Your analogy would make more sense if America were making big leaps every few years in communication tech. However, just looking at the internet alone, so many people are still left with dial-up and will be there indefinitely while others here have Verizon Fios, the other side of the residential spectrum. Now, the old argument is population density one, but I feel that is a dead horse in many ways, with communities in Europe (Sweden) with comparable or lower density getting top notch speeds. Hell, just look at the gauge of wire for electricity that get to the super high % amount of population except the most, most remote, and also being able to provide telephone service for those same people too - and then tell me laying fiber optic is too expensive.

      The only time I saw Verizon move in my area to provide better service the last 10 years (Fios) was when comcast started offering voip phone service (they already have a strong cable internet following). Suddenly Verizon felt threatened. But otherwise they stayed slothful, providing as little service as possible while extracting the greatest price. They only moved when they felt threatened (how Verizon shat itself and went to court when Philadelphia proposed ubiquitous wireless internet). It seems that way with many of the monopolies. Hell, even regular old cellular service is abysmal in this country once you go past the population centers of the east and west coast. Nevermind cellular data service.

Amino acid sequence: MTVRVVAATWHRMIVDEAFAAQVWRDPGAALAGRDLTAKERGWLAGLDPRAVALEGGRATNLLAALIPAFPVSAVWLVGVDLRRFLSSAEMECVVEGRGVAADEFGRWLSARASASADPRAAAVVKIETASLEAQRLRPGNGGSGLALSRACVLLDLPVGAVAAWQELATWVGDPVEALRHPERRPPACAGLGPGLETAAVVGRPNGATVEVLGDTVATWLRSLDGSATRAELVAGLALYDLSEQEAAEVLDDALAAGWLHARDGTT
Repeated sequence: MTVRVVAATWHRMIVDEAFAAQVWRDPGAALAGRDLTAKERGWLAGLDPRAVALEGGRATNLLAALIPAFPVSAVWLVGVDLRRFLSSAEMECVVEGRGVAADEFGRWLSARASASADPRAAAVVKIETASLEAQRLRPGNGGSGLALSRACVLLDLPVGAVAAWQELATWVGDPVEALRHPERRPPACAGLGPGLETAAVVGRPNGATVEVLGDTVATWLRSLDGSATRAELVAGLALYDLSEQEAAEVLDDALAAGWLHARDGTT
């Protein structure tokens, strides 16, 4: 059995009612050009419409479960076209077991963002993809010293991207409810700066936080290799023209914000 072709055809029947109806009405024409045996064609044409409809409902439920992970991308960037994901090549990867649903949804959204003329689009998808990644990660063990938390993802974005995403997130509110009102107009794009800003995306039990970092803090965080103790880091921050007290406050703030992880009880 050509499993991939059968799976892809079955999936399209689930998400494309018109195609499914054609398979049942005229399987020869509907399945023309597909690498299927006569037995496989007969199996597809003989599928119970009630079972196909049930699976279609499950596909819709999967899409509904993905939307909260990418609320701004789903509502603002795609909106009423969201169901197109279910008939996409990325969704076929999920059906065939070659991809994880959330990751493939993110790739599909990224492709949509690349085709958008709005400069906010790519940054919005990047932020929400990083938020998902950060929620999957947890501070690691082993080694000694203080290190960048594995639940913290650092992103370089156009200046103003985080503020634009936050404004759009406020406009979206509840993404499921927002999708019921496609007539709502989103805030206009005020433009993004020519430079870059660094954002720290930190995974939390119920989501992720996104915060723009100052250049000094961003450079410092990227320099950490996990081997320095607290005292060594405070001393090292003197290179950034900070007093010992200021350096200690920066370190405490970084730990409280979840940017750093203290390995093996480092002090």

Which is too bad. So much of the internet is really hampered by the traditional view of it being on the desktop. In a stationary place. The notebook boom coupled with WiFi spots moved to alleviate that but it really isn't on the go yet. The iPhone was probably the first mainstream product but service is still very expensive and no matter what you choose, pretty slow. Just as the internet was the killer app of the last 20 years, changing how we live; cheap, relatively speedy, ubiquitous wireless internet would probably be the next killer app the next 20 years.

      • by wisty (1335733) on Monday March 16, 2009 @04:56AM (#27208039)

        Too bad if you live in Australia. :(

      • by penix1 (722987)

        The problem as I see it with all these "they are faster than us" studies is the assumption that customers want the more expensive, faster solution in rural areas. I live in a rural state and can tell you that most here don't give a shit about speed and look more at the price because they tend to be poorer than the city dwellers. You can have a service that offers faster than light speed but if it costs an arm, leg and your first born, then people won't bite. Add to that the fact that most rural America sees